National Governors Association Leadership Deliver State of the States Address

Pete CodellaNews

National Governors Association (NGA) Chair Colorado Gov. John Hickenlooper and Vice Chair Utah Gov. Gary Herbert today delivered the association’s third annual State of the States address at the National Press Club in Washington, D.C.

Both governors highlighted innovations happening in the states while acknowledging the new Congress offers an opportunity for the federal government to partner with states to solve some of the nation’s most pressing issues. Gov. Hickenlooper offered several examples of how states are delivering results for the people who live there. Among those examples are education and improving the quality of assessments used to measure students’ progress; the economy and job creation through the development of apprenticeship programs; and health care and its improved delivery and quality. Other state accomplishments include better infrastructure through public-private partnerships, responsible development of shale energy, improved cybersecurity plans and stronger prescription drug abuse policies.

In addition to the vast array of state successes over the past year, Gov. Hickenlooper talked about the need for continued growth, taking advantage of innovations used by businesses, universities and others to bring people better results. Hence the focus of his 2014-2015 NGA Chair’s Initiative, Delivering Results.

“State government today touches people in many ways, with a scope and scale wider and farther-reaching than ever before,” Gov. Hickenlooper said. “My goal is to make state government work in the most efficient, cost-effective way possible, through innovative management and hiring practices, new and emerging technologies, process improvement and appropriate regulation.”

Gov. Hickenlooper showcased how some states already have led the charge to deliver people better results, including by cutting red tape and unnecessary regulations to make it easier for people to start small businesses and providing transparency on state performance in areas such as economic strength, health care and education.

Mentioning a fresh start in Washington, Gov. Hickenlooper referenced not only the newly elected Congress, but also the 12 new governors elected in 2014, welcoming them as they continue to take office over the coming weeks. “Many of our new colleagues are relatively new to politics,” he said. “These new perspectives are of great benefit to their individual states, but also of great benefit to the whole country.”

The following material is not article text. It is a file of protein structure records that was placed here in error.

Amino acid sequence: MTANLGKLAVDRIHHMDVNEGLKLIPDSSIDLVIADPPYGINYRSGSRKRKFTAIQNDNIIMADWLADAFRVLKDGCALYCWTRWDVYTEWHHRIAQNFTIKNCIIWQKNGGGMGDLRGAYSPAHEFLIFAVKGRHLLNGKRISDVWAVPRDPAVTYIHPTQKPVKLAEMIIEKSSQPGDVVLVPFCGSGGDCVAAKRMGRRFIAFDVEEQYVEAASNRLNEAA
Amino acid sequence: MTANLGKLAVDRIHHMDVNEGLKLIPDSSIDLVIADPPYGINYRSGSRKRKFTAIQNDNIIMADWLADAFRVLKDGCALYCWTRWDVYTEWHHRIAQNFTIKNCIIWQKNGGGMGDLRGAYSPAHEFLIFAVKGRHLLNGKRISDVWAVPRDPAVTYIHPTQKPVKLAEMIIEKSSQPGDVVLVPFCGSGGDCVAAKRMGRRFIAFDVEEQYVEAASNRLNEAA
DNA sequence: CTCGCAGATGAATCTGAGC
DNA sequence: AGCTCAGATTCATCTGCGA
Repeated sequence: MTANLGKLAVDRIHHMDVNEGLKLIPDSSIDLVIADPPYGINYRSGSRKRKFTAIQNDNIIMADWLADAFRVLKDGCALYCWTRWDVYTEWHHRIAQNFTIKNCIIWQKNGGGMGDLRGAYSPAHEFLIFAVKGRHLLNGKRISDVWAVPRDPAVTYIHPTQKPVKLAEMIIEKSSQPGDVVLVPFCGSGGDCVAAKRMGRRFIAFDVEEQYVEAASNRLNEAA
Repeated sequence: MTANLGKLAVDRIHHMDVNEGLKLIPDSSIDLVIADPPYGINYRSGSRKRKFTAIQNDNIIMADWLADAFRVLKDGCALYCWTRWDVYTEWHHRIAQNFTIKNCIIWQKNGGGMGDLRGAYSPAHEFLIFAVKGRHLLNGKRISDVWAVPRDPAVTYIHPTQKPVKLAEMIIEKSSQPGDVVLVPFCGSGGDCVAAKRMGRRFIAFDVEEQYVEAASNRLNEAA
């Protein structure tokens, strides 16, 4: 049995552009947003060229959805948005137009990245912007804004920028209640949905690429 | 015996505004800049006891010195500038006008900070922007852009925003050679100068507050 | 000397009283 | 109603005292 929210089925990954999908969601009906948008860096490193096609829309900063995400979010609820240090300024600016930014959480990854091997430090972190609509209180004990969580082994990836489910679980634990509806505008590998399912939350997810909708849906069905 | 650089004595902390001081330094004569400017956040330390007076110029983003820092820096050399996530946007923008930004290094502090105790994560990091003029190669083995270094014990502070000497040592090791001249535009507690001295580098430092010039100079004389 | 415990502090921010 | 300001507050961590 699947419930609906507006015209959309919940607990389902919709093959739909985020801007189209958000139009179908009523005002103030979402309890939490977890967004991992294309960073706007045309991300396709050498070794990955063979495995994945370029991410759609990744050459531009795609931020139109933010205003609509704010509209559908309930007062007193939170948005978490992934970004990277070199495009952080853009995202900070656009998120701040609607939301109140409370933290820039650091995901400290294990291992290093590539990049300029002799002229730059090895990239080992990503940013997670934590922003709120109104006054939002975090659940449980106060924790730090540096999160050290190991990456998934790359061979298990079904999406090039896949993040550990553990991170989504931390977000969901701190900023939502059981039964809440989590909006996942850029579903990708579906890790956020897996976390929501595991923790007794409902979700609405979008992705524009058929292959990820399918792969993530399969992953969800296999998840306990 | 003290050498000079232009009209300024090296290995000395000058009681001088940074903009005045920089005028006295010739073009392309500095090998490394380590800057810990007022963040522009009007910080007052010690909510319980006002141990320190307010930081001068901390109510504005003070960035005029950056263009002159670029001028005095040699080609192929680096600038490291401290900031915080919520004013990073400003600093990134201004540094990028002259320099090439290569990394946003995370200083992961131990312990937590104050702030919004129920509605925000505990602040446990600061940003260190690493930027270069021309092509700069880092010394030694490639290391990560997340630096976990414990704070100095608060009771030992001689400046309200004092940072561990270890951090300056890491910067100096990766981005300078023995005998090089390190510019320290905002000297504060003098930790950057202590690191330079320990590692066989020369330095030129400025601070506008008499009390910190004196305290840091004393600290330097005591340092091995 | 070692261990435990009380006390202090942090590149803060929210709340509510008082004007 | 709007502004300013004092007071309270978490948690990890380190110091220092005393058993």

In his remarks, Gov. Herbert drew on the many state accomplishments to call on the new Congress for a state-federal agenda focused on joint solutions and partnership. Specifically, he called for renewed reauthorization of the Elementary and Secondary Education Act and Children’s Health Insurance Program, as well as a long-term, multi-year reauthorization of federal surface transportation laws. In addition, he outlined the need for restoring the Workforce Investment Act’s full 15 percent set-aside for governors and support for municipal bonds to support infrastructure investment.

Gov. Herbert also noted governors’ disappointment in Congress’ failure to pass the Marketplace Fairness Act late last year, which would have allowed states to collect taxes already owed to them from online purchases. “It is time for Congress to act and resolve this issue,” he said. “Already, more than 20 states have taken matters into their own hands and passed laws to collect a portion of the tax on their own.”

Regarding the National Guard, Gov. Herbert voiced governors’ strong support to maintain its strength and capability, commending Congress for acting to avoid cuts to the Air National Guard last year. With proposed cuts potentially on the table again this year, he promised equally strong support. “Governors understand the need to make adjustments to meet financial realities, but this is the time to invest in value, and the National Guard is the best bang for the buck,” he said.

He concluded with two natural resources of importance to governors across the country: the EPA’s rule to limit greenhouse gas emissions from existing power plants and the Water Resources Reform and Development Act (WRRDA). Gov. Herbert called for flexibility as states work to develop plans and implement the rule. He also congratulated Congress for passing WRRDA and for including so many of the guiding principles governors developed related to the bill.

Following the State of the States address, Gov. Hickenlooper and Gov. Herbert, along with NGA Executive Committee members Connecticut Gov. Dan MalloyMinnesota Gov. Mark Dayton and North Carolina Gov. Pat McCrory will meet with President Barack Obama at the White House to discuss governors’ priorites.